Ernest Sosa gave a lovely and fascinating talk yesterday at UC Riverside on the importance of "firsthand intuitive insight" in philosophy. It has me thinking about the extent to which we ought, or ought not, defer to ethical experts when we are otherwise inclined to disagree with their conclusions.
To illustrate the idea of firsthand intuitive insight, Sosa gives two examples. One concerns mathematics. Consider a student who learns that the Pythagorean theorem is true without learning its proof. This student knows that a^2 + b^2 = c^2 but doesn't have any insight into why it's true. Contrast this student with one who masters the proof and consequently does understand why it's true. The second student, but not the first, has firsthand intuitive insight. Sosa's other example is in ethics. One child bullies another. Her mother, seeing the act and seeing the grief in the face of the other child, tells the bullying child that she should apologize. The child might defer to her mother's ethical judgment, sincerely concluding she really should apologize, but without understanding why what she has done is bad enough to require apology. Alternatively, she might come to genuinely notice the other child's grief and more fully understand how her bullying was inappropriate, and thus gain firsthand intuitive insight into the need for apology. (I worry that firsthand intuitive insight is a bit of a slippery concept, but I don't think I can do more with it here.)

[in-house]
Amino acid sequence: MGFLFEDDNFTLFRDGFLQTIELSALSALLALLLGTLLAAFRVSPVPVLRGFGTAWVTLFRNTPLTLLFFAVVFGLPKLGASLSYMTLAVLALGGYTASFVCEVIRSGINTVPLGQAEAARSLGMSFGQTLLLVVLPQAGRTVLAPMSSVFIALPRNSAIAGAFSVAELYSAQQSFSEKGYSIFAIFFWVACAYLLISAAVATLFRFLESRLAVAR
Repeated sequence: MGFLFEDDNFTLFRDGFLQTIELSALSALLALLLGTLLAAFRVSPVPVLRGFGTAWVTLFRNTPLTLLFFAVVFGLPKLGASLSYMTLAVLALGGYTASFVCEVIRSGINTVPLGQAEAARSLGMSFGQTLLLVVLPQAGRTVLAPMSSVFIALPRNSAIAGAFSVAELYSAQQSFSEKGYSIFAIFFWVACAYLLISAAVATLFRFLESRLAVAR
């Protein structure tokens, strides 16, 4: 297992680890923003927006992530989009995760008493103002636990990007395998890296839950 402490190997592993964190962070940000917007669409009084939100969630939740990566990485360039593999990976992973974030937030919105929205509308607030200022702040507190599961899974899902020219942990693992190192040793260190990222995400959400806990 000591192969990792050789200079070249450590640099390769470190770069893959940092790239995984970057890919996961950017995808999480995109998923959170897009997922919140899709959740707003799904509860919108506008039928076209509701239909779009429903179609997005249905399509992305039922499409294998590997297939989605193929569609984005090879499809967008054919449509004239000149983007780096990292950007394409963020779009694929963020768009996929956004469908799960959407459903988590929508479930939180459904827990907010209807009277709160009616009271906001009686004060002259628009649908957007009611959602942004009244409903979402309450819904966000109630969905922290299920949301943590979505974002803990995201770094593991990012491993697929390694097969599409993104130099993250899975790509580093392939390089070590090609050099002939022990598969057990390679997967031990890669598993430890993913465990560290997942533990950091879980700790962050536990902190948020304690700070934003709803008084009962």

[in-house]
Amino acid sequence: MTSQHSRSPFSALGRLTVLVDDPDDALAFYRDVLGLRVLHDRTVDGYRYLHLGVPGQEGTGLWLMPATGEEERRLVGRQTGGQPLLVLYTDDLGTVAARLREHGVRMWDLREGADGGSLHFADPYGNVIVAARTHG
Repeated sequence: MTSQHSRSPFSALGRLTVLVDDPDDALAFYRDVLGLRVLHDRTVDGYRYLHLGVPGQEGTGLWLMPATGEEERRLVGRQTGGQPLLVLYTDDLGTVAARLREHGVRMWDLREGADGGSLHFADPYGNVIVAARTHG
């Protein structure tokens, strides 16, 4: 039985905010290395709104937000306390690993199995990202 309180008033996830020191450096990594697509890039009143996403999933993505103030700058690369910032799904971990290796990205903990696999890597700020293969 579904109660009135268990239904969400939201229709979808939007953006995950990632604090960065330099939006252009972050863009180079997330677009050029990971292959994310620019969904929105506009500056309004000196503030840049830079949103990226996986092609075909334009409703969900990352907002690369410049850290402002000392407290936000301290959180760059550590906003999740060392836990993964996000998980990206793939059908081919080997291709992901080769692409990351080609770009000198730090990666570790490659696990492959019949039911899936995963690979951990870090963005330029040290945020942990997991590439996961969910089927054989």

Sosa argues that a central aim of much of philosophy is firsthand intuitive insight of this sort. In the sciences and in history, it's often enough just to know that some fact is true (that helium has two protons, that the Qin Dynasty fell in 206 BCE). On such matters, we happily defer to experts. In philosophy, we're less likely to accept a truth without having our own personal, firsthand intuitive insight. Expert metaphysicians might almost universally agree that barstool-shaped-aggregates but not barstools themselves supervene on collections of particles arranged barstoolwise. Expert ethicists might almost universally agree that a straightforward pleasure-maximizing utilitarian ethics would require radical revision of ordinary moral judgments. But we're not inclined to just take them at their word. We want to understand for ourselves how it is so.
This seems right. And yet, there's a bit of a puzzle in it, if we think that it's important that our ethical opinions be correct. (Yes, I'm assuming that ethics is a domain in which there are correct and incorrect opinions.) What should we do when the majority of philosophical experts think P, but your own (apparent) firsthand intuitive insight suggests not-P? If you care about correctness above all, maybe you should defer to the experts, despite your lack of understanding. But Sosa appears to think, as I suspect many of us do, that often the right course instead is to stand steadfast, continuing to judge according to your own best independent reasoning.
Borrowing an example from Sarah McGrath's work on moral deference, consider the case of vegetarianism. Based on some of my work, I think that probably the majority of professional ethicists in the United States believe that it is normally morally wrong to eat the meat of factory-farmed animals. This might also be true in German-speaking countries. Impressionistically, most of the philosophers I know who have given the issue serious and detailed consideration come to endorse vegetarianism, including two of the most prominent ethicists currently alive, Peter Singer and Christine Korsgaard. Now suppose that you haven't given the matter nearly as much thought as they have, but you have given it some thought. You're inclined still to think that eating meat is okay, and you can maybe mount one or two plausible-seeming defenses of your view. Should you defer to their ethical expertise?